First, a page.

We reach deep into our archives back to Episode 2 and bring you our first podcast interview with Matt Hancock.
Matt Hancock, MBA, is a Principal at Praxis Consulting Group, where he assists clients in developing and implementing high-engagement workforce strategies. Matt brings fifteen years of domestic and global experience in education, employee ownership and change management to the team. His key competencies include leadership development, building high performance ownership cultures, process improvement, vision, strategy and governance
You can find the full, original version of this episodes in our archives at Episode 2: ESOPs and Company Culture.
Episode 102 Transcript
Bitsy McCann: 00:03 Welcome to The EO Podcast where we amplify and celebrate all forms of employee ownership.
Bret Keisling: 00:13 Hello my friends. Thanks for listening. My name is Bret Keisling and as it says on my business cards, I'm a passionate advocate for employee ownership. In today's episode, we're going to look all the way back in our archives to episode number two. It's a conversation we had with Matt Hancock of Praxis. If you attend conferences, if you are regulars in employee ownership, particularly the ESOP field, you'll know Praxis and you'll know Matt. His colleagues are passionate advocates in their own right. They're smart, talented people. Matt also has a great story and you're going to hear about it in the podcast, personal story that informs his work in employee ownership and Matt will always have a special place in our hearts because going back to Episode Two, when we launched the podcast, we had no idea where it was going to go, how long it would last. We didn't know that at the date of this recording, we'd be over a hundred episodes of the main podcast, almost a hundred episodes of the mini-cast with over 40,000 listens. So I laughed when I reviewed the episode and heard me welcoming Matt to the "latest episode."
Bret Keisling: 01:20 There's one other thing that I want to point out. We make reference at the beginning to Matt, myself and Ed Wilusz of Value Management presenting on the effects of culture and the bottom line. We continued with that presentation for the fall of 2017 the spring of 2018 and in fact recorded that presentation at NCEO spring 2018 and it's presented as Episode 30 of The ESOP Podcast. So if you're interested in Matt presenting on a podcast, Episode 30 can be found in our archives. So without further ado, here's my conversation with Matt Hancock.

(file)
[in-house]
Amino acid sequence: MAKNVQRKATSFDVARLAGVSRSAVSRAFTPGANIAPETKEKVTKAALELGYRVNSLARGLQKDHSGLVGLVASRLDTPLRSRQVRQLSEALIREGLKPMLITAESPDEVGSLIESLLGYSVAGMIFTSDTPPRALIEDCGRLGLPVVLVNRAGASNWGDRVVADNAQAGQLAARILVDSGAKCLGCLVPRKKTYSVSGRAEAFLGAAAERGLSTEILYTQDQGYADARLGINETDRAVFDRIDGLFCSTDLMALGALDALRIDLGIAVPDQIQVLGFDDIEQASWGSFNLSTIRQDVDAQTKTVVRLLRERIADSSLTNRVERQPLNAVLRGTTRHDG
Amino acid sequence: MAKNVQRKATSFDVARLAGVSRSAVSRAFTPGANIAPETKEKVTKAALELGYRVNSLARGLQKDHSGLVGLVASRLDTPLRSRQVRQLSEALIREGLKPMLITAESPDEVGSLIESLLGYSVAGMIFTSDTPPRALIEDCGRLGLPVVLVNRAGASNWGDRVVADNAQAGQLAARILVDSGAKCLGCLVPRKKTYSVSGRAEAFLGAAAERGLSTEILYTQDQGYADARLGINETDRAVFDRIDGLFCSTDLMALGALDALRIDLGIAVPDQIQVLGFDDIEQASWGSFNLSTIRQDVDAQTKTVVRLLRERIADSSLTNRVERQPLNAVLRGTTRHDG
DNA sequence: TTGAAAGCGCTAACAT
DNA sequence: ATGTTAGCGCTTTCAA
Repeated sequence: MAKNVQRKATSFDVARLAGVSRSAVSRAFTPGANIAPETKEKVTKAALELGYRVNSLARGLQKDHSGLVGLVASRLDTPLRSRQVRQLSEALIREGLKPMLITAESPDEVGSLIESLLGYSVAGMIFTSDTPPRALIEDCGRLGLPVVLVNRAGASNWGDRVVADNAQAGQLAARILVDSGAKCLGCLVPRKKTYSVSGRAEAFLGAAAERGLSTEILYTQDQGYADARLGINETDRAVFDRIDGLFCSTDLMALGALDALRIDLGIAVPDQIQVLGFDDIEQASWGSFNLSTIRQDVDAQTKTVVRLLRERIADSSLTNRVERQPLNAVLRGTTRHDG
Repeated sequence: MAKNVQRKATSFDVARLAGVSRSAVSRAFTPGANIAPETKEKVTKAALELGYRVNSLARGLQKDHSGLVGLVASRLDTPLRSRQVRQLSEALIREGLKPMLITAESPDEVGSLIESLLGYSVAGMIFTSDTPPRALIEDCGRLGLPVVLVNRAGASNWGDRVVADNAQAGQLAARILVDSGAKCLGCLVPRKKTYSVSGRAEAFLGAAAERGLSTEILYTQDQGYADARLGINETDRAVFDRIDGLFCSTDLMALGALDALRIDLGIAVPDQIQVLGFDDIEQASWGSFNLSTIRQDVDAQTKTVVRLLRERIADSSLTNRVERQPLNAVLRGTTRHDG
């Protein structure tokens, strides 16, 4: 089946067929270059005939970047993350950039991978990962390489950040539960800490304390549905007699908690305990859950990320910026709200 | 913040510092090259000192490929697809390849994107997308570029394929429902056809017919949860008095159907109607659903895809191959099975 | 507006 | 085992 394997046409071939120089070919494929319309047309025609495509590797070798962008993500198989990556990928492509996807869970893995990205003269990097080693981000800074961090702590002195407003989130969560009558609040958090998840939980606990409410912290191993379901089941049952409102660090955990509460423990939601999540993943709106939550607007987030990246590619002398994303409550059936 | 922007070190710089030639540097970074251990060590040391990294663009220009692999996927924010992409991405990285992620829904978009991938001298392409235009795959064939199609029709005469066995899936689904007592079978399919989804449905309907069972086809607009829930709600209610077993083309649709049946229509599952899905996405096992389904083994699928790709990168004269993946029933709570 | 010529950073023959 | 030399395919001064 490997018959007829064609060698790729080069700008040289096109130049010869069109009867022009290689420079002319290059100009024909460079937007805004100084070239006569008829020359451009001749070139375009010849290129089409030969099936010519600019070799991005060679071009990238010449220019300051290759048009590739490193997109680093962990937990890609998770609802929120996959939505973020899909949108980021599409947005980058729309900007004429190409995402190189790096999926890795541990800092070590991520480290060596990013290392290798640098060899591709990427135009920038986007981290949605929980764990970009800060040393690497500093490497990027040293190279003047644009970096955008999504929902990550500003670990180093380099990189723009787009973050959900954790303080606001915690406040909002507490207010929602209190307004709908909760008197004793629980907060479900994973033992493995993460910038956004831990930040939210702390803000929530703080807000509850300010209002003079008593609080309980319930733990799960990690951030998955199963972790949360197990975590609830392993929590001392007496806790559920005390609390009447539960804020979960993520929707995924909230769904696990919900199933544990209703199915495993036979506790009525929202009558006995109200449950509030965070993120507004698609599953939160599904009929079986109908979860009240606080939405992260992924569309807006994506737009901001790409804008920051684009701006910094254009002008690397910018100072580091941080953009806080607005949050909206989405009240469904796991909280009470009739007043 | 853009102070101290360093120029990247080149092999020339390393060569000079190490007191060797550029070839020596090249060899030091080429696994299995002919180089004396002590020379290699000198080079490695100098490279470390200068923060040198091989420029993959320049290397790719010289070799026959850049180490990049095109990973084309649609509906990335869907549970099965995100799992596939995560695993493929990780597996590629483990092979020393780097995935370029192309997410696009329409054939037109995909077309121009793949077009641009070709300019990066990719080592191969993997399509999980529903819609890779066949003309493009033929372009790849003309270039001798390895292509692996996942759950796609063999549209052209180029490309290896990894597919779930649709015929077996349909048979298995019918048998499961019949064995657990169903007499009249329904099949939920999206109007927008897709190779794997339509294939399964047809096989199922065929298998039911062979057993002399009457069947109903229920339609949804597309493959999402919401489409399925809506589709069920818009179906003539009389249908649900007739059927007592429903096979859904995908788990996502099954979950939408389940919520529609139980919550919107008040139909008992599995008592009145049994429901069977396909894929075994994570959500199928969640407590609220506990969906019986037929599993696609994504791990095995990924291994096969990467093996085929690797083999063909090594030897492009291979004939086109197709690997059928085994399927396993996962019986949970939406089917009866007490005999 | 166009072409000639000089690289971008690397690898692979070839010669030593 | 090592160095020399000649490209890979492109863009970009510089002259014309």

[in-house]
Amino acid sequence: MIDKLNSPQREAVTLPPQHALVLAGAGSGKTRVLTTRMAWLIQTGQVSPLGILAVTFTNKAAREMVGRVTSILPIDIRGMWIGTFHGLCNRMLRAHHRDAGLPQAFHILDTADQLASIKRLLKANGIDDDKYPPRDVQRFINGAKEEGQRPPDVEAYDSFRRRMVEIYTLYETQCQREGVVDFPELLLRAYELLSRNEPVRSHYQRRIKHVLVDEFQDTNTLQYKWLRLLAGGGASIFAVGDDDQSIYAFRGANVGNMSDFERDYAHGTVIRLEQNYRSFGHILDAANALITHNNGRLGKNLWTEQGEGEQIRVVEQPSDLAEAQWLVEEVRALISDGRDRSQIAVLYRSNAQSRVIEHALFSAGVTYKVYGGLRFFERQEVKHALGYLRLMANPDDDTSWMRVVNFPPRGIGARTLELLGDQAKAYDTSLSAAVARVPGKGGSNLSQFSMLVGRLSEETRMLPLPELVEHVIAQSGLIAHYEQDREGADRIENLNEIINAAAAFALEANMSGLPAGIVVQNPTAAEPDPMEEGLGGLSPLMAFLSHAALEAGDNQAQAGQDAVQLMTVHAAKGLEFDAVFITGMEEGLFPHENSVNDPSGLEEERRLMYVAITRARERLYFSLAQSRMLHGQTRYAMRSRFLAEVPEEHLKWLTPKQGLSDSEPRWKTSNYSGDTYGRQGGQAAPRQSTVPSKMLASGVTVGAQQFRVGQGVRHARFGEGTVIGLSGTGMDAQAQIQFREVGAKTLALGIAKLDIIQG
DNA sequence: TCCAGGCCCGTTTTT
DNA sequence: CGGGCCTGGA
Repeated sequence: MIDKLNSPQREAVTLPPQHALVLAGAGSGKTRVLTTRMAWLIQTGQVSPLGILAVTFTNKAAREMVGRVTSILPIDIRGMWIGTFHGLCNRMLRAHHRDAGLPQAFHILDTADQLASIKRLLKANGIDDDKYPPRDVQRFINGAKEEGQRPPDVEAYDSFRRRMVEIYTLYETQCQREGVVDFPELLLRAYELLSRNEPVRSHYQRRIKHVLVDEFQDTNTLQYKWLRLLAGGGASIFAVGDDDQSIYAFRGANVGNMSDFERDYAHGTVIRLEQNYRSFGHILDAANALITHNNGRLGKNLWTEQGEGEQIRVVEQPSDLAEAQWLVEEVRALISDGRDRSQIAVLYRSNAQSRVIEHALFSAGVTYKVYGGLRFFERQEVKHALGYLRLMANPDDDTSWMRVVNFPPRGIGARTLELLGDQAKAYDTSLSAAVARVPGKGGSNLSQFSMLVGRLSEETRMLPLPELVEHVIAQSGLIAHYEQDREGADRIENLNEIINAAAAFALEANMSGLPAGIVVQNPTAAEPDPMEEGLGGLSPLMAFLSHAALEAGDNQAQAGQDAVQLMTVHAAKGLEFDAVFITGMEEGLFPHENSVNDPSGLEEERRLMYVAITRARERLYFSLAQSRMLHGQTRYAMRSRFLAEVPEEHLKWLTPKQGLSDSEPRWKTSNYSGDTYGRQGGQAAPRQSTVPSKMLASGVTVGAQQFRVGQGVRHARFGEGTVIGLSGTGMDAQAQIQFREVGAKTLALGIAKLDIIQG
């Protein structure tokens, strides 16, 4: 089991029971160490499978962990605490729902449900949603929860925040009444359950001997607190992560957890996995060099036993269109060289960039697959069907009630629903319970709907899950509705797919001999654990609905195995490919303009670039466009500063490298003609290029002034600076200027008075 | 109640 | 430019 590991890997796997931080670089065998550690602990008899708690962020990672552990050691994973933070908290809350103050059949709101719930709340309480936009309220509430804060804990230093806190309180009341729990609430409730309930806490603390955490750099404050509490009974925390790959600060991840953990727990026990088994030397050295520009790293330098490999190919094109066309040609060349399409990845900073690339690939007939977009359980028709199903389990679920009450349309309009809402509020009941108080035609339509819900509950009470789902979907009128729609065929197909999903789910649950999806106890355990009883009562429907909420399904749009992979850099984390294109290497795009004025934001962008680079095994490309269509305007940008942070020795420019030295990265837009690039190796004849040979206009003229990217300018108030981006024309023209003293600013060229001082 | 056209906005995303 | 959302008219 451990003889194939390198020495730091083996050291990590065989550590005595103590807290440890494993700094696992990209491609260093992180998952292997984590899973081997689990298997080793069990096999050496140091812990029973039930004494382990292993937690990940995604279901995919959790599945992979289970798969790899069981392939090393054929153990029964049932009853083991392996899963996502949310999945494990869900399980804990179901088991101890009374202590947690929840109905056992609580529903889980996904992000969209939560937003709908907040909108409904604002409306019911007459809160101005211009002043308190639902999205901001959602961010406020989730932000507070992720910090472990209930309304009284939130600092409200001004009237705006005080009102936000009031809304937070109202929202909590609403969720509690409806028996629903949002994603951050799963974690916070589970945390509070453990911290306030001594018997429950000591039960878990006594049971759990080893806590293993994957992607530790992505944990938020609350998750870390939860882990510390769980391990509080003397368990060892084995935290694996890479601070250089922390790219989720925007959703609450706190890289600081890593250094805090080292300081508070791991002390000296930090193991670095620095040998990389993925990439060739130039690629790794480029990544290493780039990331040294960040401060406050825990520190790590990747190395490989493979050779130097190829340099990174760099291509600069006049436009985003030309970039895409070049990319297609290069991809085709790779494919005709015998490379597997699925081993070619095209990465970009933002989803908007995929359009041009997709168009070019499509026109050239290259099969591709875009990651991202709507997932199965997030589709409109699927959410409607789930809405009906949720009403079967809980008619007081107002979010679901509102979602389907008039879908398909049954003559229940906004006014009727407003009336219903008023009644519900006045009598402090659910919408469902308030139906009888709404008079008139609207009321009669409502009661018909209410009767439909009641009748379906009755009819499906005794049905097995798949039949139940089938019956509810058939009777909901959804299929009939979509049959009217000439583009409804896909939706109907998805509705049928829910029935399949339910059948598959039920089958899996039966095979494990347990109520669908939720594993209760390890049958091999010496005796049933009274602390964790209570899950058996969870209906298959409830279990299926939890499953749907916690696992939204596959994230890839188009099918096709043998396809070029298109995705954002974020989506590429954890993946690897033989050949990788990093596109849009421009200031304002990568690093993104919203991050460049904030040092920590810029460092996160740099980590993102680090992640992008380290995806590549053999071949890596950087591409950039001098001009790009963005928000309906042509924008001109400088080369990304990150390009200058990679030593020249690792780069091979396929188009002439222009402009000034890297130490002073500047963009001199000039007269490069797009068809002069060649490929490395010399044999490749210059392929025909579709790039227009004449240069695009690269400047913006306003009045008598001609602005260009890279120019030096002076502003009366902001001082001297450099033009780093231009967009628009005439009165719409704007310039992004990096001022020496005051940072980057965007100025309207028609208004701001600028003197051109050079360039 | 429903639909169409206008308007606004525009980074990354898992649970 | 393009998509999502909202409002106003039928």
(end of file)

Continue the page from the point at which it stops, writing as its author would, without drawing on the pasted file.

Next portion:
Bret Keisling: 02:01 Hi everyone. This is Bret Keisling of Capital Trustees with the latest episode of The ESOP Podcast. I'm joined today by a well-respected figure in the ESOP industry and a friend of Matt Hancock of Praxis. Matt, how are you today?
Matt Hancock: 02:16 I'm doing great.
Bret Keisling: 02:18 Good. Why don't you start off, we're going to talk about ESOPs and culture and some of the things that are very important to you and your firm in the ESOP world. But let's start talking a little bit about you, Matt. Tell me a little bit about yourself.
Matt Hancock: 02:31 A little about me. Well before I get - jump into that, thank you for the opportunity to be on The ESOP Podcast and it is good to be doing this with a friend. We just came off of a successful experimental workshop that I think the experiment worked.
Bret Keisling: 02:44 Now that you brought that up, we'll discuss it for a moment. Matt. We're actually recording this at The ESOP Associations Multi-state Conference in Scranton, Pennsylvania. It's the third week of September as we're recording this today and you and I, with a gentleman named Ed Wilusz of Value Management just presented what we think is a new topic and it's looking at culture and value, the effect of culture on the bottom line from a technical perspective. And what made that new, what's our approach that makes it a little bit new in the ESOP world?